We understand children learn to be strong and independent from secure, warm and friendly relationships and we work hard to ensure children feel safe, valued and cared for.
We also aim to develop caring, respectful, professional relationships with children’s families and carers. We recognise that parents have a continuing role in educating their children and we aim to work in partnership with parents to achieve the best outcome for the children in our care.
Learning and Development
Within their early years, children possess the capacity to undergo a rapid period of intellectual, social and physical growth. It is therefore a crucial period for development and one on which the foundations for later learning are laid.
In response, teachers very carefully observe children to understand what they can do, how children are learning well and use this information to plan the next steps in learning. Whenever possible, the children’s interests are used to inspire and fully engage them. We plan opportunities for children to think creatively alongside other children as well as independently, and actively encourage children to communicate with one another as they investigate and solve problems. Learning can take place indoors or outdoors, in all weathers and teaching can be direct in small or large groups, guided by the teacher or independently in response to a specific task or interest. These learning opportunities are planned to ensure children can apply their basic skills confidently in preparation for further learning in Year 1.
In addition to the above, teachers also observe for ‘Characteristics of Effective Learning’ displayed by children. These include:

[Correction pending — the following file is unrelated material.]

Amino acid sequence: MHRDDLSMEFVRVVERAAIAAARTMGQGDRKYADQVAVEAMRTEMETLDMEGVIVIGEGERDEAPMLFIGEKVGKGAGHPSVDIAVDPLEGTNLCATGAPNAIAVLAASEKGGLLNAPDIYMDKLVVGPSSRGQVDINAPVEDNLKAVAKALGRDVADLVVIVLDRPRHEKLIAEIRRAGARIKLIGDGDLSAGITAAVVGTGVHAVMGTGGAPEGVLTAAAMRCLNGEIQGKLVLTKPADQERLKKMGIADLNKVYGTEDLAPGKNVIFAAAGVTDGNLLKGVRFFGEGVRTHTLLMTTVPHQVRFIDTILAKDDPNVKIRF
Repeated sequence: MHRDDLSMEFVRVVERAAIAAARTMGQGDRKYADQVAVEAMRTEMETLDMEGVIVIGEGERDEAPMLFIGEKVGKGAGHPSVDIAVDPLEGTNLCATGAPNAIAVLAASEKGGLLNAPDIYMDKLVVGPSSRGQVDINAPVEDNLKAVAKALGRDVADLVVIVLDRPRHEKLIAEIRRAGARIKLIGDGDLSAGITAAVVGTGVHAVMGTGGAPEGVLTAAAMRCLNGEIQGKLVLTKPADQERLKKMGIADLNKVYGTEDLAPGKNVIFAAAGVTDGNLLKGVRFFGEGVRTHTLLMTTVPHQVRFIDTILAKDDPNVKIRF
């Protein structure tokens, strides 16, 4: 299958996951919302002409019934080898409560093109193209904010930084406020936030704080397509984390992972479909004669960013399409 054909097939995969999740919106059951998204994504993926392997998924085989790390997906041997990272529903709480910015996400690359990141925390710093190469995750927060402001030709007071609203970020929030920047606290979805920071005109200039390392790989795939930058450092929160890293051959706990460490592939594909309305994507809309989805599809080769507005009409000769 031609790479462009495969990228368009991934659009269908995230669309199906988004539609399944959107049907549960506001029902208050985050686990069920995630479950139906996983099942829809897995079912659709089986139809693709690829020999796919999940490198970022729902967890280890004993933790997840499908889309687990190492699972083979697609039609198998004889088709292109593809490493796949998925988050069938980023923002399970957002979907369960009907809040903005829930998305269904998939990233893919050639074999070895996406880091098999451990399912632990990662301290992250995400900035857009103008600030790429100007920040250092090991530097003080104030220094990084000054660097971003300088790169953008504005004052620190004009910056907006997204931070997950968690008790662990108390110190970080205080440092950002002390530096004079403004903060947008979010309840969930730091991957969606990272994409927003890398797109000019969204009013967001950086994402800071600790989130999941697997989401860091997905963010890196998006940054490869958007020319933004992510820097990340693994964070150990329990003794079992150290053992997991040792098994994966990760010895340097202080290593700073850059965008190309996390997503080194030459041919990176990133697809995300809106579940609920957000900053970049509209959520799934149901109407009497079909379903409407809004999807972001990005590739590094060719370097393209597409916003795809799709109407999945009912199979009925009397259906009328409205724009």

Playing and Exploring – engagement
- Finding out and exploring
- Playing with what they know
- Being willing to ‘have a go’
Active Learning – motivation
- Being involved and concentrating
- Keeping trying
- Enjoying achieving what they set out to do
Creating and Thinking Critically – Thinking
- Having their own ideas
- Making links
- Choosing ways to do things
We also look for children’s repeated patterns of play or behaviour. The technical term for repeated patterns of play is ‘Schema’.
Chris Athey (Extended Thought in Young Children, 1989) defines a schema as:
‘A pattern of repeatable behaviour in which experiences are assimilated and gradually co-ordinated. Co-ordinations lead to a higher and more powerful schema.’
‘Using schema as a focus for observations ensures that children’s actions as well as their learning are recorded, and further curriculum opportunities and experiences can be planned to match children’s actions and their understanding.’
(Please ask for our additional booklet ‘What is a Schema?’ for more information)
Learning experiences and interests outside school are very important, especially those they share with parents and carers. These experiences promote learning and hold great value for children as they experience new learning with those they are closest to. To help your child to learn in the best way possible in Foundation Stage we really encourage partnership work. Please tell us how your child is learning at home, what they enjoy doing, and any new learning moments they have so we can build upon this in school. Likewise, we aim to share with you the developments your child makes as they progress through the Foundation Stage. Opportunities for this will be offered through our ‘Focus Child’ initiative, and a letter will be sent home explaining this when it is your child’s turn to be the focus of our in-depth observations.
We look forward to a long and happy partnership with you, making many happy memories along the way…